The Coronavirus continues its steady spread around the world, imperiling healthcare systems and economies of all in its path. The COVID-19 curves have rolled like waves peaking in China in February, early April in Europe, and late April in the U.S. Latin American countries are now experiencing the surge in cases and are taking aggressive measures to flatten their curves.
The economic damage caused by the sudden shutdown is being compared to the recession triggered by the end of the Second World War when government spending for the war effort came to an abrupt stop. But as the major economies began to reopen in the second quarter, optimism grew that a recovery had already started, and the pain might be shorter-lived than many initially feared. Investors have turned to real-time data sets such as smartphone app downloads, Airbnb occupancy rates, Google/Apple maps mobility data, and many others to scale in real-time how open our economy is.
Typically, recessions unfold over years, as conditions gradually worsen. The Global Financial Crisis began in 2007 and took two full years for unemployment to peak at 10% totaling 2.6 million job losses. The COVID-19 shutdown caused 22 million job losses in just four-weeks, sending the unemployment rate to almost 15%. Industries related to travel and restaurants have suffered the most with a 29% unemployment rate. Many of these jobs are hourly work that employs the poorest Americans, making the lockdown especially damaging for the most vulnerable in our economy. Of course, the hope is that many of these job losses are only temporary until we can reopen our economy. And, many of these jobs have started to come back in the reopening boosting investor confidence.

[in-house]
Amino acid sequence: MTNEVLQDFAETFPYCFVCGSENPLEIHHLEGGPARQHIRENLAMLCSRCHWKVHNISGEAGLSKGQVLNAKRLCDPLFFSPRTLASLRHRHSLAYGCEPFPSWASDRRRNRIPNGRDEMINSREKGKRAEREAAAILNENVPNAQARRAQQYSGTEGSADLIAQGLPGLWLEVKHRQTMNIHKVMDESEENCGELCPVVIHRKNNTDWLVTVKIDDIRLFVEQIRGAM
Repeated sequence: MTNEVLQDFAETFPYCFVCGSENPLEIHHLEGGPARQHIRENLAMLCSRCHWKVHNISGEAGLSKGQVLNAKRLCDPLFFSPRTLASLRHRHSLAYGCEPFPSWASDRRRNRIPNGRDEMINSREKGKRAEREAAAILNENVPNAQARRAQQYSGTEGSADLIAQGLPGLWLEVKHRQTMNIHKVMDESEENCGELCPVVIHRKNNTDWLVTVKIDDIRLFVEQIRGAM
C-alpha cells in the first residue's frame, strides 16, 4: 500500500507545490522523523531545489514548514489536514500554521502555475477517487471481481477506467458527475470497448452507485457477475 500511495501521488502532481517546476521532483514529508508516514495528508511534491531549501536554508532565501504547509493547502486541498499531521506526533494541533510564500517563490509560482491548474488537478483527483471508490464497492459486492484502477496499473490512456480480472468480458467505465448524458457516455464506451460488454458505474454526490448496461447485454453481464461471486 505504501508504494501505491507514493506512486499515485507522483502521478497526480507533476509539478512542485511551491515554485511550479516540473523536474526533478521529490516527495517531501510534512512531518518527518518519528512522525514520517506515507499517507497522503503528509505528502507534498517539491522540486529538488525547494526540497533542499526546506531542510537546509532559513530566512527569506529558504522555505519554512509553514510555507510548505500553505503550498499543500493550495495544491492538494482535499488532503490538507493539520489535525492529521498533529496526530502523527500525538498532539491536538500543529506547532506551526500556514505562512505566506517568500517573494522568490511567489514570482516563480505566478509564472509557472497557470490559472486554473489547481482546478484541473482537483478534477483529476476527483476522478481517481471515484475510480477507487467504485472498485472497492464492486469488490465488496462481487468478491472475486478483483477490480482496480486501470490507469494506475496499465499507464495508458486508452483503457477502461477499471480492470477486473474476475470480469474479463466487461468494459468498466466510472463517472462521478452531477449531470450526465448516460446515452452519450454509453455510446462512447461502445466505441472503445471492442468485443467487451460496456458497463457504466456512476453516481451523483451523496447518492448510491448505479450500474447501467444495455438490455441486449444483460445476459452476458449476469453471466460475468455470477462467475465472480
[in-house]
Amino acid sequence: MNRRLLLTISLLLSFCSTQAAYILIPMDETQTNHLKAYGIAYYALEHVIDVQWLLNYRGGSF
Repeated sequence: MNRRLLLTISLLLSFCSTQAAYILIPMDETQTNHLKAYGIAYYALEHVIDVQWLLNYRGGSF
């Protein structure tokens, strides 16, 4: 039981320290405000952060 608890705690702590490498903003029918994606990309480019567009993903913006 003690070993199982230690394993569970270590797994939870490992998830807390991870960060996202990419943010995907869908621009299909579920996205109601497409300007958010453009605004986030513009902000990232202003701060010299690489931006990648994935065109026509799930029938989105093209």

Congress quickly enacted $2.4 trillion in fiscal support through the CARES Act and Paycheck Protection Programs (PPP). This amount is double the amount of initial fiscal support in response to the Global Financial Crisis. Enhanced unemployment benefits, one-time stimulus checks, and the PPP small business loan program represent the largest portion of overall spending. The U.S. Small Business Administration’s July data release indicates 4.9 million small businesses, with fewer than 500 employees, have received PPP loans supporting 51 million jobs. While these programs have been supportive, they will require more funding, which is currently taking shape in Congress. The Fed acted just as quickly by cutting the Fed Funds rate to zero and injecting over $2 trillion of liquidity into the system through Quantitative Easing. The Fed has pledged to support the economy and functionality of the markets with no limits to ongoing and future stimulus.
Markets responded to the reopening optimism and stimulus by rallying as quickly as they fell. The S&P 500 returned 20% for the second quarter leaving the U.S. index down only -3% YTD. International and Emerging Markets experienced similar rallies, and liquidity was restored to the bond market. While some industries have thrived, others continue to suffer due to the COVID-19 restrictions. The energy sector continues to languish due to work from home orders and travel restrictions. Financials have also underperformed as they brace for higher loan default rates. Technology companies have thrived in this environment, seeing a surge in demand for businesses that help us live and work remotely. The five largest U.S. companies (Apple, Microsoft, Amazon, Facebook, & Alphabet) now represent 20% of the market value for the entire S&P 500.
Author: Jim Rambo, CFA | Research Team | Allegheny Financial Group | July 2020
The information included herein was obtained from sources which we believe reliable. This report is being provided for informational purposes only. It does not represent any specific investment and is not intended to be an offer of sale of any kind. Past performance is not a guarantee of future results.
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